Flavor Notes

Coffee beans sometimes list the flavor notes on the bag. Just the other day I saw a roast at a coffee shop that has notes of a lemon drop — it tasted exactly like that!

But did it?

When I make coffee from beans that just have something like “House Roast” on the label, something strange happens. I cannot make out the taste. The lack of a description leaves my brain not connecting the sensations on my tongue to a flavor.

Words add more to the experience of how coffee tastes then I cared to realize.

This instance is one of a heuristic common to all of us called reification. Social critic Neil Postman defines reification in his essay “Defending Against the Indefensible” as “confusing words for things.” He goes further to describe it as ignoring these three simple notions:

  • that there are things in the world and then there are our names for them
  • that there is no such thing as a real name
  • that a name may or may not suggest the nature of thing named

There always is reification in marketing. As Postman mentions, “because people confuse names with things, advertising is among the most consistently successful enterprises in the world today.” Labelling flavor notes for coffee beans does no harm to anyone. Reification, however, can rear its head in harmful ways if we confuse words for things.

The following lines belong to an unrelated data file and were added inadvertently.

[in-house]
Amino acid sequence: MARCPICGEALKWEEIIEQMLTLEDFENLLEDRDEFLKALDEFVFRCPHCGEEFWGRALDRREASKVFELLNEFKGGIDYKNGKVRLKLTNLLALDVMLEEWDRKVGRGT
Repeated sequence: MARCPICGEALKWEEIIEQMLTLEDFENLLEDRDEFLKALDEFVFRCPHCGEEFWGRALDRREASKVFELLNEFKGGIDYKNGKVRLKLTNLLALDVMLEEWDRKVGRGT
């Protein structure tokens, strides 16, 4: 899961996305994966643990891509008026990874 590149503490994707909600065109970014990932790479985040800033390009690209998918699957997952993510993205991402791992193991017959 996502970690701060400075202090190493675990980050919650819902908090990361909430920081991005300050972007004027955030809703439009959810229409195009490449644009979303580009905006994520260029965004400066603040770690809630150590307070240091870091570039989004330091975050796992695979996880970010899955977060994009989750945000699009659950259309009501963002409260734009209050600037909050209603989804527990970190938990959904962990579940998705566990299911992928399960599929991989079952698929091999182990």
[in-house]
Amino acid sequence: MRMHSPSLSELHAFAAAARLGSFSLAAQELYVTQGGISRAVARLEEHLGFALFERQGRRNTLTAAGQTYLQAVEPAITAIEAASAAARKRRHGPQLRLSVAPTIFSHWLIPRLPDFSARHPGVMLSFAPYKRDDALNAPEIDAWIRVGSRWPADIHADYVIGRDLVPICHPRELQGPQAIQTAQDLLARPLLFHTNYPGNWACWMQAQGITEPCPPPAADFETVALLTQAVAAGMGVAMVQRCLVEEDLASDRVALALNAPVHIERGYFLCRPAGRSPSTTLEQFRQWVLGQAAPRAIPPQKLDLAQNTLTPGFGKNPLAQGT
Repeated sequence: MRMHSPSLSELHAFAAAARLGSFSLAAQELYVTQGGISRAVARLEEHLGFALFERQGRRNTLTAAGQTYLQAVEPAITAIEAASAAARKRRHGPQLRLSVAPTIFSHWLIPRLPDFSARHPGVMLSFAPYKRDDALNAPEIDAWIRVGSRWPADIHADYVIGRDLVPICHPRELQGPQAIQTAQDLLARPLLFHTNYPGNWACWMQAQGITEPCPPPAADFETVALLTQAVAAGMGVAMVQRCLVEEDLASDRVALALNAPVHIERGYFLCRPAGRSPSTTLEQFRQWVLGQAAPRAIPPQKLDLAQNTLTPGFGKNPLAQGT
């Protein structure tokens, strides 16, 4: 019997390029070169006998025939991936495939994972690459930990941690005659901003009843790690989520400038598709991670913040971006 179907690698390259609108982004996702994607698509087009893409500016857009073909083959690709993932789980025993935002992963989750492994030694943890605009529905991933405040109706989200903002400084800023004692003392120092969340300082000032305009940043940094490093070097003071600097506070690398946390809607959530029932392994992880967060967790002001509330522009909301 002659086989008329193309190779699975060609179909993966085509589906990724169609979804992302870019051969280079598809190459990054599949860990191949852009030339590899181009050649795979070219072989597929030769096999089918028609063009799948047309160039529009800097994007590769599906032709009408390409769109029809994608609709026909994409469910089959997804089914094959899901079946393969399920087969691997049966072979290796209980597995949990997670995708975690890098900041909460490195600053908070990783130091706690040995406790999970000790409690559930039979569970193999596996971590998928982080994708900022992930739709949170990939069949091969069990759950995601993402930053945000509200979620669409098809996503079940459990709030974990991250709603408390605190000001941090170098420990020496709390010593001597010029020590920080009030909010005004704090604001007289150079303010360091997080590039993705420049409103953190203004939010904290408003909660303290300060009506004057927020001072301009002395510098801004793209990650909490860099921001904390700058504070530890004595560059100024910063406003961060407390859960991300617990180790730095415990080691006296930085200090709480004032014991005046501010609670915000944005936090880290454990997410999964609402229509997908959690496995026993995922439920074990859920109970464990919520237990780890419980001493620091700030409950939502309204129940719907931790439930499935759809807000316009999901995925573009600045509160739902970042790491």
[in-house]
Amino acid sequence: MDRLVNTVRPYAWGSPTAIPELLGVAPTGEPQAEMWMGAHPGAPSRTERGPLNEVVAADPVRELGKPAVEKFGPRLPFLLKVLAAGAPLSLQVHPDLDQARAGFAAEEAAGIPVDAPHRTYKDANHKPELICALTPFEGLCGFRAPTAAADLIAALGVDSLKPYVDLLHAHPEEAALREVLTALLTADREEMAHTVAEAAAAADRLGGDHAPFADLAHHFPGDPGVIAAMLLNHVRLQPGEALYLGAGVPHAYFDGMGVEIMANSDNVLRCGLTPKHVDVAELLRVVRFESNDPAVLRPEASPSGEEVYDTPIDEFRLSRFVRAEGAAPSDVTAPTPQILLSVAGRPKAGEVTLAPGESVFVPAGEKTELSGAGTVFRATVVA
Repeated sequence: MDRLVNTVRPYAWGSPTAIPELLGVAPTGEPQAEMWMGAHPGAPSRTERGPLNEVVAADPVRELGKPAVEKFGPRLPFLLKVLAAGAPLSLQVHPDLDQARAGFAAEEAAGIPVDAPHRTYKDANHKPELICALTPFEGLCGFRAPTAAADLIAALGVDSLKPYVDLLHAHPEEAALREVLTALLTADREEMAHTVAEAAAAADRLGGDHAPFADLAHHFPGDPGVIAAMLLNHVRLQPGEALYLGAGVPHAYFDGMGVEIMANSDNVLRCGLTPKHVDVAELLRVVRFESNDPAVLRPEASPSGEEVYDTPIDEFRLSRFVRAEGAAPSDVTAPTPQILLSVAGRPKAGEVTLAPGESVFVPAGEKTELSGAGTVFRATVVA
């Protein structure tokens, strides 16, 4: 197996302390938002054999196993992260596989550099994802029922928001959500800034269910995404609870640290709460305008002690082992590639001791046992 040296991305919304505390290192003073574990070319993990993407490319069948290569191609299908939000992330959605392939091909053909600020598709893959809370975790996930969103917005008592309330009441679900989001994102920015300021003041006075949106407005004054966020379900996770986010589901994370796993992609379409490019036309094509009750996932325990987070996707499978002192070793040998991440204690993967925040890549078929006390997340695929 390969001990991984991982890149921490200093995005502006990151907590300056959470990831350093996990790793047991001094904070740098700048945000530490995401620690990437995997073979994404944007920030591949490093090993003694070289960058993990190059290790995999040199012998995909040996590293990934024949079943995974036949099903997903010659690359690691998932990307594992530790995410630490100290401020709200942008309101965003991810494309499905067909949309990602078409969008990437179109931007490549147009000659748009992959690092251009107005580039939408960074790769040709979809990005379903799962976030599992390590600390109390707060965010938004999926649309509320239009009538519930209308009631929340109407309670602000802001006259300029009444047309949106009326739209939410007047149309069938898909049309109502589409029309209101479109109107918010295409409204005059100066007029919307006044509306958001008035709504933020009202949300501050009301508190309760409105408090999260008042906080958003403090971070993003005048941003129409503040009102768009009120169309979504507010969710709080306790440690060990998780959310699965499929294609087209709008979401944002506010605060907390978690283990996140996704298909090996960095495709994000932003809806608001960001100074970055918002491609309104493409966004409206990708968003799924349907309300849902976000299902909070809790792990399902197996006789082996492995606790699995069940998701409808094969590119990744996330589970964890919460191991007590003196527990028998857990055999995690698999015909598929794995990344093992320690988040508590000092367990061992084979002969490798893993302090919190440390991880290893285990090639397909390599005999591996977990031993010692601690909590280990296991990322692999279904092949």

It reminds me of a story about scholar Alfred Korzybski (this telling is via Wikipedia but I initially heard of the story from Tim O’Reilly’s book WTF?: What’s the Future and Why It’s Up to Us:

One day, Korzybski was giving a lecture to a group of students, and he interrupted the lesson suddenly in order to retrieve a packet of biscuits, wrapped in white paper, from his briefcase. He muttered that he just had to eat something, and he asked the students on the seats in the front row if they would also like a biscuit. A few students took a biscuit. ‘Nice biscuit, don’t you think,’ said Korzybski, while he took a second one. The students were chewing vigorously.

Then he tore the white paper from the biscuits, in order to reveal the original packaging. On it was a big picture of a dog’s head and the words ‘Dog Cookies.’ The students looked at the package, and were shocked. Two of them wanted to vomit, put their hands in front of their mouths, and ran out of the lecture hall to the toilet.

‘You see,’ Korzybski remarked, ‘I have just demonstrated that people don’t just eat food, but also words, and that the taste of the former is often outdone by the taste of the latter.'”